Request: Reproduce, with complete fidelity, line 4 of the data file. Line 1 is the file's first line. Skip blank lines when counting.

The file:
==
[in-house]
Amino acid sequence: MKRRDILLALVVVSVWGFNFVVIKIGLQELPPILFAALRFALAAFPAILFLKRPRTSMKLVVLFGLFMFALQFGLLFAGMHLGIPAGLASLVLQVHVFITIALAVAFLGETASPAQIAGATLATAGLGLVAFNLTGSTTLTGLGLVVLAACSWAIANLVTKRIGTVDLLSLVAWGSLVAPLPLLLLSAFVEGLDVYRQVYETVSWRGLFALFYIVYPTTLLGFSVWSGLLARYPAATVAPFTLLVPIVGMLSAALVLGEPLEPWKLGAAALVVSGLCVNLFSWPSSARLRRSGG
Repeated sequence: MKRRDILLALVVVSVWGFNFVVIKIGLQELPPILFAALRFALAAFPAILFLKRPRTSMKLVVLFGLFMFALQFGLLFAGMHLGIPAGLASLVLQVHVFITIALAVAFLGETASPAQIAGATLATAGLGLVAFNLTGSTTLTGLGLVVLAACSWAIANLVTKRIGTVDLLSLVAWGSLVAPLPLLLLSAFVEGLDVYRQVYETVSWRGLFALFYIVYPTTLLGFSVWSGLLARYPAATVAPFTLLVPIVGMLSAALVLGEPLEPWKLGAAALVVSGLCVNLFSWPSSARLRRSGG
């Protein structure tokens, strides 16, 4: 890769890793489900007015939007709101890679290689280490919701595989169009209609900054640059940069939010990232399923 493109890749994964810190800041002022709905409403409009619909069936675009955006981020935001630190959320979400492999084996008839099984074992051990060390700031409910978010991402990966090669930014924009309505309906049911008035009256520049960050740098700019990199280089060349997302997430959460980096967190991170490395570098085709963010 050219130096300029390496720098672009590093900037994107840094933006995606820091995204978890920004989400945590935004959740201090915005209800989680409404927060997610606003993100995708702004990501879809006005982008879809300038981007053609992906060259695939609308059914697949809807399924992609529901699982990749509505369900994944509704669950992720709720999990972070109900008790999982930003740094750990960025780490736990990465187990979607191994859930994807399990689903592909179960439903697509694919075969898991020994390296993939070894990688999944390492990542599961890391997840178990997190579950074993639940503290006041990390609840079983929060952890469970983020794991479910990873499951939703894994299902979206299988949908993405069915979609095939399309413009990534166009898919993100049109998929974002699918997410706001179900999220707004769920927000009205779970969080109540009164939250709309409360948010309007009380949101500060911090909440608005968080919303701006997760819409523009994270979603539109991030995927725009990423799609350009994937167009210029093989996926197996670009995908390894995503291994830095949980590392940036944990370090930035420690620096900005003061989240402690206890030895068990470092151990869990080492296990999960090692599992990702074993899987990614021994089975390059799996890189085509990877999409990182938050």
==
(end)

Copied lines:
């Protein structure tokens, strides 16, 4: 890769890793489900007015939007709101890679290689280490919701595989169009209609900054640059940069939010990232399923 493109890749994964810190800041002022709905409403409009619909069936675009955006981020935001630190959320979400492999084996008839099984074992051990060390700031409910978010991402990966090669930014924009309505309906049911008035009256520049960050740098700019990199280089060349997302997430959460980096967190991170490395570098085709963010 050219130096300029390496720098672009590093900037994107840094933006995606820091995204978890920004989400945590935004959740201090915005209800989680409404927060997610606003993100995708702004990501879809006005982008879809300038981007053609992906060259695939609308059914697949809807399924992609529901699982990749509505369900994944509704669950992720709720999990972070109900008790999982930003740094750990960025780490736990990465187990979607191994859930994807399990689903592909179960439903697509694919075969898991020994390296993939070894990688999944390492990542599961890391997840178990997190579950074993639940503290006041990390609840079983929060952890469970983020794991479910990873499951939703894994299902979206299988949908993405069915979609095939399309413009990534166009898919993100049109998929974002699918997410706001179900999220707004769920927000009205779970969080109540009164939250709309409360948010309007009380949101500060911090909440608005968080919303701006997760819409523009994270979603539109991030995927725009990423799609350009994937167009210029093989996926197996670009995908390894995503291994830095949980590392940036944990370090930035420690620096900005003061989240402690206890030895068990470092151990869990080492296990999960090692599992990702074993899987990614021994089975390059799996890189085509990877999409990182938050």